Penis Envy: a subset of the castration complex, it involves the supposed envy of "castrated" women of the male member, which they later seek to possess via pregnancy and childbirth. Freud believed that women never forgive their mothers for leaving them "castrated" and without a penis. Certainly Freud's little sister was left with something to think about after her mother left her without a piano. Freud, the family tyrant, disliked music, and his wish-fulfilments were law.

Perversion: a sexual drive component that fails to come under the dominance of the genital area and its reproductive needs and instead focuses on some non-reproductive object or aim.

Phobias: in general, due to repressed sexual wishes aroused unconsciously when the phobic object resembles the yearned-for object of gratification. The phobia of animals = dread of the father.

Pleasure Principle (long version: the Pleasure-Pain Principle): our most fundamental striving is toward pleasure and away from pain. Pleasure is what we feel when some kind of tension is relieved. Two types: forepleasure (infantile stimulation) and endpleasure (mature satisfaction). See Reality Principle.

Polymorphous Perversity: the young child's tendency to get sexual gratification from damn near anything, regardless of its gender or nature. As a result of psychosexual development, this tendency is usually replaced by "normal" heterosexuality.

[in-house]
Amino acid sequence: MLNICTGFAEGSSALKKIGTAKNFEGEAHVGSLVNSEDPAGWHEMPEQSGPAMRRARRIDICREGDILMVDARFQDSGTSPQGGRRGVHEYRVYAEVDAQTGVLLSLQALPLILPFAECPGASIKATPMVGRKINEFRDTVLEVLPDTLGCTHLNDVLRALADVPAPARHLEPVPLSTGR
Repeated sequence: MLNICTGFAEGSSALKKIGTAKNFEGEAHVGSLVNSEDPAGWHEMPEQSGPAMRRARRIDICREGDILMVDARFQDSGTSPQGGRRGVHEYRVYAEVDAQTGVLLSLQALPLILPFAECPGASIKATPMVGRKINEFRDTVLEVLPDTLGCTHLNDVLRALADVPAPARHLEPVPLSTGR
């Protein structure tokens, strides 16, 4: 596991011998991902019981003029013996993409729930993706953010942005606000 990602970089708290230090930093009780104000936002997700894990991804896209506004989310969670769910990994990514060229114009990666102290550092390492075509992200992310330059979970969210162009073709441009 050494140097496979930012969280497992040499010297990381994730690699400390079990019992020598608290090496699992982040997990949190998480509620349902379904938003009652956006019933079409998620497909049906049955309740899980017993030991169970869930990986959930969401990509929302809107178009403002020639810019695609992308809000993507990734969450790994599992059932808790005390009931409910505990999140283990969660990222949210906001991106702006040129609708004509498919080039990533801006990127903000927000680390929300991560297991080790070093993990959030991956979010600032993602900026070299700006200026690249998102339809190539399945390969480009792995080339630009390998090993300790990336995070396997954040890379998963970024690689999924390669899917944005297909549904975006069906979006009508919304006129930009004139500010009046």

Preconscious: that which upon reflection could become conscious voluntarily. For instance, remembering your wife's name when you weren't thinking about her. The ego's inner layer. That which is unconscious is repressed and therefore held out of awareness.

Predicate Thinking: the id's tendency to treat dissimilar objects as identical. See Primary Process.

Primal Horde: the original primitive grouping of humanity headed by a father-authority who forbad incestuous actings-out among younger men, who, to gain their sexual freedom, eventually overpowered and eating him and thereby discovered the powers and benefits of community. In a way, similar to what befell the Wednesday Psychological Society.

Primal Fantasies: unconscious fantasies stemming from having perceived one's parents having sex.

Primary Process: produces a memory image of an object needed for gratification in order to reduce the frustration of not having been gratified yet. This develops as the id encounters frustrations of its desires, and it works because for the id, an image is the same as an object ("an identity of perception"). Primary process is preverbal and dreamlike, not rational as with the ego. It's called "primary" because it comes first in human development: for Freud if not for later theorists, the baby is, so to speak, all id.

Projection: experiencing someone emotionally in the present in terms of someone in your past.

Psychoanalysis: the theories and therapies that have evolved from Freud's work with his patients. Examples include neoanalysis, object relations, ego psychology, self psychology, and intersubjectivity.

Psychodynamic: the perspective that personality is constituted by interacting and sometimes conflicting psychological forces.

Psychosexual Development: Freud's developmental notions, many inspired by Karl Abraham's original work, centered around the idea that libido invests certain bodily zones with energy as the child grows older. The order of stages is: oral (birth to eight months), anal (eight months to two years), phallic (two years to six), latency (six to twelve), genital (puberty to adult). As one masters the stages, one's ability to exert ego control over one's drives grows.